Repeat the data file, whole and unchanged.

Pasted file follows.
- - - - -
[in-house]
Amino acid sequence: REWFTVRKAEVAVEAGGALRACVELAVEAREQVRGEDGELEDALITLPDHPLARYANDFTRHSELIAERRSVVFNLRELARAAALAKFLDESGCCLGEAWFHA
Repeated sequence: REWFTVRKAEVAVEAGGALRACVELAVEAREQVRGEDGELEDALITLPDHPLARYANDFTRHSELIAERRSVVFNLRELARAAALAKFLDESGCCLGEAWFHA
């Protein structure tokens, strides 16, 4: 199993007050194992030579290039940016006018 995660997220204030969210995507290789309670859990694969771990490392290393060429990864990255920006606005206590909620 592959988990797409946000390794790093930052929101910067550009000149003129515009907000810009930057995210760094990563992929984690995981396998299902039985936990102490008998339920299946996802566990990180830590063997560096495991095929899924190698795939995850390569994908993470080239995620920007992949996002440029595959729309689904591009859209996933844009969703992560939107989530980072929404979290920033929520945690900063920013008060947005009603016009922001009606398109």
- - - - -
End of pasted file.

[in-house]
Amino acid sequence: REWFTVRKAEVAVEAGGALRACVELAVEAREQVRGEDGELEDALITLPDHPLARYANDFTRHSELIAERRSVVFNLRELARAAALAKFLDESGCCLGEAWFHA
Repeated sequence: REWFTVRKAEVAVEAGGALRACVELAVEAREQVRGEDGELEDALITLPDHPLARYANDFTRHSELIAERRSVVFNLRELARAAALAKFLDESGCCLGEAWFHA
């Protein structure tokens, strides 16, 4: 199993007050194992030579290039940016006018 995660997220204030969210995507290789309670859990694969771990490392290393060429990864990255920006606005206590909620 592959988990797409946000390794790093930052929101910067550009000149003129515009907000810009930057995210760094990563992929984690995981396998299902039985936990102490008998339920299946996802566990990180830590063997560096495991095929899924190698795939995850390569994908993470080239995620920007992949996002440029595959729309689904591009859209996933844009969703992560939107989530980072929404979290920033929520945690900063920013008060947005009603016009922001009606398109």